Screen Actors Guild members joined thousands of people in downtown Los Angeles Saturday to show solidarity with fellow unions. Since Wisconsin Gov. Scott Walker launched an attack on public sector unions’ right to collective bargaining, labor groups have been staging rallies around the country and gathering support to fight back. (See photo gallery below.)
Forty-three years ago, just before his assassination on April 4, 1968, Dr. Martin Luther King Jr. stood with 1,300 Memphis sanitation workers to demand human rights, basic respect and collective bargaining to gain a better life. Today, hundreds of thousands of working people are taking the same stand- together.
SAG members Tony Shalhoub (Monk) and Susan Sarandon (The Lovely Bones, Thelma & Louise) joined thousands of protesters Saturday in Madison, Wis. in support of union rights. The protest is believed to be the largest in the weeks since Gov. Scott Walker proposed a bill to strip public unions of their collective bargaining rights. Some estimates put the number of attendees as high as 100,000, larger than Madison’s anti-war rallies during the Vietnam era.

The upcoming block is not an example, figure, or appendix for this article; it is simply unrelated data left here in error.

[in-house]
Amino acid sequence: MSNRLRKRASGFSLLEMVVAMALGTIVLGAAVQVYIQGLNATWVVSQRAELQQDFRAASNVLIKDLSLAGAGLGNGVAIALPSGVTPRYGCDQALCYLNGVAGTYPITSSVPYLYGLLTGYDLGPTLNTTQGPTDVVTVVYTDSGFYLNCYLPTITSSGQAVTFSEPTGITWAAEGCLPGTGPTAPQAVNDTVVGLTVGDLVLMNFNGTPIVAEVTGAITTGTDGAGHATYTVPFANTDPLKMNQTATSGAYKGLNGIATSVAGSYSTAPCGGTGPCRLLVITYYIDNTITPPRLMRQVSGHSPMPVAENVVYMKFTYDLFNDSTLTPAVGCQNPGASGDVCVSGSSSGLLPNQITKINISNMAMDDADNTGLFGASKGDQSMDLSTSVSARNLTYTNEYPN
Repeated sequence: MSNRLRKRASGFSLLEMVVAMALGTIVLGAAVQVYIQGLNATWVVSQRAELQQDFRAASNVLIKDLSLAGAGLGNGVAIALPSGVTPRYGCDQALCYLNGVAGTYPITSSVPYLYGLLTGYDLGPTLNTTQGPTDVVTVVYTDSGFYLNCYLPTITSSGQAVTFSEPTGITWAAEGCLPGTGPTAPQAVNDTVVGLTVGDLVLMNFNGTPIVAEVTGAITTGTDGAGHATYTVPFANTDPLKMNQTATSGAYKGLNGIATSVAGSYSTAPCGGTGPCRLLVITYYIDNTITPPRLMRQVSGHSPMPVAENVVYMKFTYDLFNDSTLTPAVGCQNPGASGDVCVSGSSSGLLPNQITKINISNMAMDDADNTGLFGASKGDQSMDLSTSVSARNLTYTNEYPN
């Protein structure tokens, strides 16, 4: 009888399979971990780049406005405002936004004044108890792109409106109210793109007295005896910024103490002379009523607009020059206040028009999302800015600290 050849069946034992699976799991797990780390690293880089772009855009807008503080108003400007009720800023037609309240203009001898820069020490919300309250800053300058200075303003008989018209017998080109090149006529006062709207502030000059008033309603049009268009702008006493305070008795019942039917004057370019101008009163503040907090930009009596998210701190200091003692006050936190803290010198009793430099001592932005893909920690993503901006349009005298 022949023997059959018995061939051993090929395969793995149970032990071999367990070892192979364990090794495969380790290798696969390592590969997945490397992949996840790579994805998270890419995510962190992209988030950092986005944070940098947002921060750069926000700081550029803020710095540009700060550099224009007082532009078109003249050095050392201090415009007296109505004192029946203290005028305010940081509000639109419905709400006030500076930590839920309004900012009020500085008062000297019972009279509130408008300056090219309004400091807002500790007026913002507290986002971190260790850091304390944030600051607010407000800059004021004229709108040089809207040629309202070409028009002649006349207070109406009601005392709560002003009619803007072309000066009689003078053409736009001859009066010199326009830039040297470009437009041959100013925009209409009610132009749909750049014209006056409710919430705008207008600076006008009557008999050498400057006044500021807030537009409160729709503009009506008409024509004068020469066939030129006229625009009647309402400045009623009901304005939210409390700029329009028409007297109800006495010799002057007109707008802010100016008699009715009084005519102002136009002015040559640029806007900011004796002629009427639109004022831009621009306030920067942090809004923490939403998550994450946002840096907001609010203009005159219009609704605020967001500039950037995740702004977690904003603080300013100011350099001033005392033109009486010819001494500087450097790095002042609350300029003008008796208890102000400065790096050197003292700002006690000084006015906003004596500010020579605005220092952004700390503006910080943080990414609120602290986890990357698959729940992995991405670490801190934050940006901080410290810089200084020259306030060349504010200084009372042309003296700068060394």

Screen Actors Guild member Bradley Whitford (Good Guys, The West Wing) and SAG and AFTRA National Board member Gabrielle Carteris (My Alibi, Beverly Hills, 90210), along with other SAG and AFTRA members, joined tens of thousands of protesters in Madison, Wis. on February 26, in a show of solidarity with Wisconsin workers.
In Wisconsin this week, workers, students, community allies and people of faith have joined together to stage massive protests against Governor Walker's budget proposal which would gut collective bargaining rights for 200,000 public workers. Tens of thousands of people are putting their everyday lives on hold to stand in solidarity.
Workers across the country — from Wisconsin to Indiana, Ohio, and beyond — are fighting back. In this still-struggling economy, our country needs one thing: more good jobs.
Screen Actors Guild was on hand at Los Angeles City Hall on Tuesday to support legislative measures that will make it easier to film in the city of Los Angeles. The ordinance, drafted by City Councilmember Richard Alarcon will adjust the Entertainment Production cap from $2.5 million to $5 million, potentially allowing a number of production companies tax savings of more than $3,000 a year.